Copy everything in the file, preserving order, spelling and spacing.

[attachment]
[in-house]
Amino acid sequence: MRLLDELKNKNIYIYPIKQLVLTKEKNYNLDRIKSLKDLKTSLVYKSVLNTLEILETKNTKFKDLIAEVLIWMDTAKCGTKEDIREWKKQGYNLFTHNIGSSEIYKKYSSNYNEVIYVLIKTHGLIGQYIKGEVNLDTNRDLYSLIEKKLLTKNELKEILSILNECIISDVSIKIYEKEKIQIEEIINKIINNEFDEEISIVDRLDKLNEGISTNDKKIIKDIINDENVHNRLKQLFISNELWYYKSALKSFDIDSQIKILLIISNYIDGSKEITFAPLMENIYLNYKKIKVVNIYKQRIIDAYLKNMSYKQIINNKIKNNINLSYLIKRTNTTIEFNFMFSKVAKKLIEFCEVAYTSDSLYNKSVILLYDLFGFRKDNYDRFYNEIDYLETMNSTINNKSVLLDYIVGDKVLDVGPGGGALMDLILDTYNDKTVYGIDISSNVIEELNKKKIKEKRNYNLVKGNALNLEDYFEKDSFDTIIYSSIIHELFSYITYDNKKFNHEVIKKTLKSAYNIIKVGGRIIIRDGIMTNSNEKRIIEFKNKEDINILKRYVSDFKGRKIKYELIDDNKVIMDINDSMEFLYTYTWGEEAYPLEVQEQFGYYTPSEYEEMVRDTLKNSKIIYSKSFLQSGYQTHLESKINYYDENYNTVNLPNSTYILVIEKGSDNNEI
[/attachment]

[in-house]
Amino acid sequence: MRLLDELKNKNIYIYPIKQLVLTKEKNYNLDRIKSLKDLKTSLVYKSVLNTLEILETKNTKFKDLIAEVLIWMDTAKCGTKEDIREWKKQGYNLFTHNIGSSEIYKKYSSNYNEVIYVLIKTHGLIGQYIKGEVNLDTNRDLYSLIEKKLLTKNELKEILSILNECIISDVSIKIYEKEKIQIEEIINKIINNEFDEEISIVDRLDKLNEGISTNDKKIIKDIINDENVHNRLKQLFISNELWYYKSALKSFDIDSQIKILLIISNYIDGSKEITFAPLMENIYLNYKKIKVVNIYKQRIIDAYLKNMSYKQIINNKIKNNINLSYLIKRTNTTIEFNFMFSKVAKKLIEFCEVAYTSDSLYNKSVILLYDLFGFRKDNYDRFYNEIDYLETMNSTINNKSVLLDYIVGDKVLDVGPGGGALMDLILDTYNDKTVYGIDISSNVIEELNKKKIKEKRNYNLVKGNALNLEDYFEKDSFDTIIYSSIIHELFSYITYDNKKFNHEVIKKTLKSAYNIIKVGGRIIIRDGIMTNSNEKRIIEFKNKEDINILKRYVSDFKGRKIKYELIDDNKVIMDINDSMEFLYTYTWGEEAYPLEVQEQFGYYTPSEYEEMVRDTLKNSKIIYSKSFLQSGYQTHLESKINYYDENYNTVNLPNSTYILVIEKGSDNNEI